High Church

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  • noun

Synonyms for High Church

a group in the Anglican Church that emphasizes the Catholic tradition (especially in sacraments and rituals and obedience to church authority)

References in periodicals archive ?
They had long suspected that the High Churchmen were enemies of toleration, but now they were convinced, both by the High Church speeches in favour of the occasional conformity bills and by the exclusion in the second bill of a preamble in support of toleration, that the toleration itself was visibly aimed at.
The death of this great figure, who had been Archpriest of Santa Maria Maggiore, Protector of the Augustinian Hermits, and Archbishop of Rouen, foreshadows the actions and motivations of high churchmen of the sixteenth century churchmen in whose interests it might have been to extinguish his long, Gallic shadow.
Sometimes the new generation of High Churchmen impeded diocesan reform because of their intransigence to the work of older, 'Orthodox' Trollopian High Churchmen who affected reform of the most vital part of the church, the diocese.
In the first, in the 1840s, the ecclesiologists "worked out in theoretical and practical terms how the Church principles propounded by old-style High Churchmen and Tractarians should be applied to the aesthetic aspect of worship" (p.
Richard Hurrell Froude (1803-36), one of Newman's closest friends, idiosyncratically labelled the parties in the Church of England at the time of the Oxford Movement as: "X's" = Evangelicals, "Y's" = Tractarians, and "Z's" = High Churchmen (20).
Personally, this reviewer believes that Pereiro rather downplays the vitality of High Churchmen in the 1830s.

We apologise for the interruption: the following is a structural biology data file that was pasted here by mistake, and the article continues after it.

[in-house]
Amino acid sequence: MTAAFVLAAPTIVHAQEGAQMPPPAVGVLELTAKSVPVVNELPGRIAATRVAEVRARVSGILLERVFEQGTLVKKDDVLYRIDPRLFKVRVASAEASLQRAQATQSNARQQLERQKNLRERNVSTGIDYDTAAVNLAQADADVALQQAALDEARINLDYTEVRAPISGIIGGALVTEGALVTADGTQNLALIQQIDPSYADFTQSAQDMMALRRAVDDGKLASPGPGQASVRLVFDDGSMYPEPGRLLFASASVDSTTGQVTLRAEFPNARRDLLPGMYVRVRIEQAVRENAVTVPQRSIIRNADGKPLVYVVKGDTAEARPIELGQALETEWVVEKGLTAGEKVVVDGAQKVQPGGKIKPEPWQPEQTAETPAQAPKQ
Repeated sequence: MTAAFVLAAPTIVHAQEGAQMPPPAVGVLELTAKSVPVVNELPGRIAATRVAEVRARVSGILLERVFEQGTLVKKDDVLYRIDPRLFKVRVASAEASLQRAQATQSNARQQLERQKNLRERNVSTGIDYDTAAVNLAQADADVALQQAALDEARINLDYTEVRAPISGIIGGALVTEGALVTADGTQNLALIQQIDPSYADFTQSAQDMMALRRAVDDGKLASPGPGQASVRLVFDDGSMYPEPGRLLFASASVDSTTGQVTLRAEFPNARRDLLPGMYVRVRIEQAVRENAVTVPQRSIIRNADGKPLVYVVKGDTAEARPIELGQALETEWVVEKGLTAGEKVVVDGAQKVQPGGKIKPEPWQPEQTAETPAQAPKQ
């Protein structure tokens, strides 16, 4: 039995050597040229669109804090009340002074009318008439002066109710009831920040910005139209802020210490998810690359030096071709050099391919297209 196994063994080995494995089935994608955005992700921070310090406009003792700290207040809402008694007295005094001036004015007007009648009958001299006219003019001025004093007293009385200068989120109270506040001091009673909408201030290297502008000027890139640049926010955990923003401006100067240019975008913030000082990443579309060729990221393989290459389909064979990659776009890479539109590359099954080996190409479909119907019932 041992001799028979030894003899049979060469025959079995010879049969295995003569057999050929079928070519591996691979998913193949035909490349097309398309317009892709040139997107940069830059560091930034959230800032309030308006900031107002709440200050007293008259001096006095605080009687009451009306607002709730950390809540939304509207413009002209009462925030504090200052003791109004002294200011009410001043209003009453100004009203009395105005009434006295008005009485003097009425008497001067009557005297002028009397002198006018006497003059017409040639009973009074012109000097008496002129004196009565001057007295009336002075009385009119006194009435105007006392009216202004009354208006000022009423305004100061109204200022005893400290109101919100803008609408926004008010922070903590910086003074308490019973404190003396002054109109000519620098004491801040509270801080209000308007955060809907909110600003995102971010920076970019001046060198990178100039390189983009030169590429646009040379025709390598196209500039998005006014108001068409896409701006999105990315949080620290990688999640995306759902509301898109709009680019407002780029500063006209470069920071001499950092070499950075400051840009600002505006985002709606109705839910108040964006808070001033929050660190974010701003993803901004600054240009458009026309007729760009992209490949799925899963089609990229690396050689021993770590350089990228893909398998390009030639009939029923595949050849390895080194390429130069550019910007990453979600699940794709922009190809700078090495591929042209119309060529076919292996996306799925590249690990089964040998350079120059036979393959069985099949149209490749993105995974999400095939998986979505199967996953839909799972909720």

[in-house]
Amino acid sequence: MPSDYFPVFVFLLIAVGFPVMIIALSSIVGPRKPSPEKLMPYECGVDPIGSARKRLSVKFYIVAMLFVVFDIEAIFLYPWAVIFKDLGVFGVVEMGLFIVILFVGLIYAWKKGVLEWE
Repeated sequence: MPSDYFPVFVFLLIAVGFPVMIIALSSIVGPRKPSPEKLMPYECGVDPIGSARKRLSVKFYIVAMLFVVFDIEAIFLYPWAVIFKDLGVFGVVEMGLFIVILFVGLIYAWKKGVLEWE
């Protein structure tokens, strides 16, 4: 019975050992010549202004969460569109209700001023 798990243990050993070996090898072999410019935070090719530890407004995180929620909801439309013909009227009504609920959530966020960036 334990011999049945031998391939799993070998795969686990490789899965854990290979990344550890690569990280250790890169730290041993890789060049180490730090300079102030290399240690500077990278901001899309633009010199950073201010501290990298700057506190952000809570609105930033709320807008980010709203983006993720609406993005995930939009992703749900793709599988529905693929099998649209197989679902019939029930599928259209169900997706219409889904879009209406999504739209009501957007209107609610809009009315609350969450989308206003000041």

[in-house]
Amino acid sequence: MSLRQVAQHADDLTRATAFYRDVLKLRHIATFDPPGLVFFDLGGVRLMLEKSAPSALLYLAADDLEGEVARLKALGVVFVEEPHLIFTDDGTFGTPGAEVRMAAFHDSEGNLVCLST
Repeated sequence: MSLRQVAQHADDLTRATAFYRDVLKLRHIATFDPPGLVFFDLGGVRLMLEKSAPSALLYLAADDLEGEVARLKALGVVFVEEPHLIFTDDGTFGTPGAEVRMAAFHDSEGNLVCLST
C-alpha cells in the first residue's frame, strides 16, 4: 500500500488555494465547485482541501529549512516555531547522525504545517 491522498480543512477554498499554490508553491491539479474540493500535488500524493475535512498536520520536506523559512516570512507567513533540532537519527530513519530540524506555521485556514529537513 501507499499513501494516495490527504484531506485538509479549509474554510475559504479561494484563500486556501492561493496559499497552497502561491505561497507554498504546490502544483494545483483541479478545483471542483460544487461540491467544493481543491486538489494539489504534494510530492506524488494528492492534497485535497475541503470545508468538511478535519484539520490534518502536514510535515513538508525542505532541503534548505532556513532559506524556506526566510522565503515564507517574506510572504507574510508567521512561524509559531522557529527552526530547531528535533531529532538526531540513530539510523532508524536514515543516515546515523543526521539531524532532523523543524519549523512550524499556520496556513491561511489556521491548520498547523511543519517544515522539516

The answer is that in time the Feminist lobby and liberal intelligentsia within the Church of England will demand lady-bishops and when this happens, as happen it must, then those High Churchmen and Anglo-Catholics who have carried on in a marginalised ghetto within the Anglican Church will be forced to flee.
The Gorham Judgement of 1850, the climax of a long-running baptismal controversy between Evangelicals and High Churchmen, a further chapter shows, stimulated a good deal of imaginative work by the Pre-Raphaelite artists John Everett Millais and William Holman Hunt and by the art critic John Ruskin (on whom Professor Wheeler is a particular authority).
A sure sign of High Churchmen is the constant reference to the 'genius' of Anglicanism by which is normally meant the view that everybody should stick together no matter what each one thinks.
Then once Whigs were safely in power after 1714, there was enough Jacobite interest in prodigies for the new Whig establishment to turn skeptical and to smear Tory High Churchmen as being as criminally superstitious as any Papist.
This was especially true of the Tractarians, High Churchmen or supporters of the Catholic revival who cited stories of neglected and collapsing churches, abandoned Altars used as hat-racks, untaught children, and unsaid services.